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A CurtainUp London London Review
War and Peace

Pure and complete sorrow is as impossible as pure and complete joy—Tolstoy in War and Peace
War and Peace
Battle scene from War and Peace
(Photo: Robert Day)
No less than twelve years ago, Shared Experience's War and Peace wowed audiences at the National Theatre with its dramatic take on the Russian epic novel. Now revived and extended from three hours to six and split into two parts, Helen Edmundson's adaptation offers the same blend of broad historical scope and personal depth with a more mature and sophisticated production.

As you would expect from Shared Experience, the saga is portrayed not by a static narrator but by the more intangible tools of strong characterisation, impressionistic direction and electrifying original movement. Set in a space surrounded with burnished mirrors and large incomplete gilt frames, the opening sequence portrays a Russian stately home now converted into a modern day museum, explored by a tourist visitor and minded by a knitting attendant. As they discuss the history represented by the portraits on the wall, the nineteenth century cast creep onstage like a ghostly infiltration from the past. The modern ceiling lights of the museum fly upwards and the audience are transported back to the 1800s.

The beguiling promise of this dreamlike beginning is certainly not disappointed and throughout there are interesting motifs, evocative sequences and gestures redolent of meaning. For example, whenever Natasha's (Louise Ford) girlish ego is flattered, this is expressed by operatic, self-proclamatory singing. When the alluring, perfidious Anatole Kuragin (Hywel Morgan) tries to seduce her at the opera house, the couple become the opera and the misconceived romance is played out with all the high drama which Natasha must be feeling. Another recurring motif is the presence of forks and long white handkerchiefs, pointing to the twin core concepts of war and peace. However, the polarities are destabilised and intermingled, so in a ballroom, the dancers charge at each other with uplifted forks and during the Battle of Borodino, the soldiers fling their handkerchiefs as if weapons. This symbolism isn't simply for aesthetic effect as we see the war-peace boundaries obfuscated: characters enjoy the clarity of war and wrestle with the lack of tranquillity in peace.

In comparison with earlier Shared Experience productions, the physicality in War and Peace is more restrained and strictly relevant, and thus all the more effective. Instead, there is a strong focus on the characters and their inner journeys. The excellent cast manage to portray a vivid sense of emotional coherence, in spite of the changes and progressions which the characters undergo. Barnaby Kay is very sympathetic as the lovable, impressionable Pierre, hapless at times but well-meaning and idealistic. Louise Ford's Natasha has the purity and energy of Tolstoy's original and her growth into self-realisation and maturity is skilfully navigated. Katie Wimpenny is the pious and humble Maria, whose romantic yearnings are exposed by a blindfolded man dancing around her as she prays. David Sturzaker is a stern yet true Prince Andrei, Geoffrey Beevers evinces sheer geniality as Count Rostov and Jeffrey Kissoon is the irascible Prince Bolkonsky.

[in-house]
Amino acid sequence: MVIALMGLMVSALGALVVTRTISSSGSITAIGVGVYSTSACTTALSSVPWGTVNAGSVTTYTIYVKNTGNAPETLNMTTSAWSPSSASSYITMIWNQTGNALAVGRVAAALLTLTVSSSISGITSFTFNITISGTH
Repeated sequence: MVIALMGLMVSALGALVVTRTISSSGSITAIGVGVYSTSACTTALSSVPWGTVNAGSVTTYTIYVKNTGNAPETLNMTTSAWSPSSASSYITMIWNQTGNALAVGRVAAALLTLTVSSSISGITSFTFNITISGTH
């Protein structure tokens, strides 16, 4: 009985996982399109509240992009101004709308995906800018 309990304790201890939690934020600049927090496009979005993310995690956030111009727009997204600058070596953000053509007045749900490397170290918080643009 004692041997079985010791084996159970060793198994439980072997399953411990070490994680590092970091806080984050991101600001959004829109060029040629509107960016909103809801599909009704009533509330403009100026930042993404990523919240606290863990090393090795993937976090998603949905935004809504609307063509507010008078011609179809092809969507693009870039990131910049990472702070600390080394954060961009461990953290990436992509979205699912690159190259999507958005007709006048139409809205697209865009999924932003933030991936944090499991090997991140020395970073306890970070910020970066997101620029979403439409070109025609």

In addition to this rich character portrayal, Shared Experience bravely tackle the philosophical life struggles in the novel, translated to the stage via dialogue. Therefore, Pierre often converses with an imaginary Napoleon (Richard Attlee), as well as the peasant Platon Karataev (Des McAleer). In this way, the audience see his inner conflict: the quasi-hubristic attempt to control life versus an acceptance of fate and resignation to the unavoidable suffering it brings. The hint in the novel's epilogue that Pierre will be involved in the failed 1825 Decembrist revolt is elicited to more prominence in this production, so we feel that Pierre's idealism is not entirely surrendered to contented pragmatism.

This mesmeric production simply oozes humanity as the characters engagingly contend with striving, delusion, idealism and disillusion. Tolstoy is one of those rare writers who evince an absolute love for the characters he created and this is aptly translated to the stage. It could, in fact, be a blueprint for adapting complex novels onstage with its clear allegiance to the text and its beguiling, innovative direction.

Based on the novel by Leo Tolstoy
Adapted by Helen Edmundson
Directed by Nancy Meckler and Polly Teale

With: Richard Attlee, Marion Bailey, Geoffrey Beevers, Louise Ford, Theo Herdman, Barnaby Kay, Jeffery Kissoon, Des McAleer, Hywel Morgan, Sophie Roberts, Vinette Robinson, David Sturzaker, Simon Thorp, Katie Wimpenny, Jonathan Woolf
Set Design: Angela Simpson
Costume Design: Yvonne Milnes
Lighting: Chris Davey
Music and Sound: Peter Salem
Movement Director: Liz Ranken
Part One running time: 3 hours with one interval
Part Two running time: 2 hours and 50 minutes with one interval
Box Office: 020 7722 9301
Booking to 11th May 2008
Reviewed by Charlotte Loveridge based on 14th April 2008 performance at Hampstead Theatre, Eton Avenue, London, NW3 3EU (Tube: Swiss Cottage)

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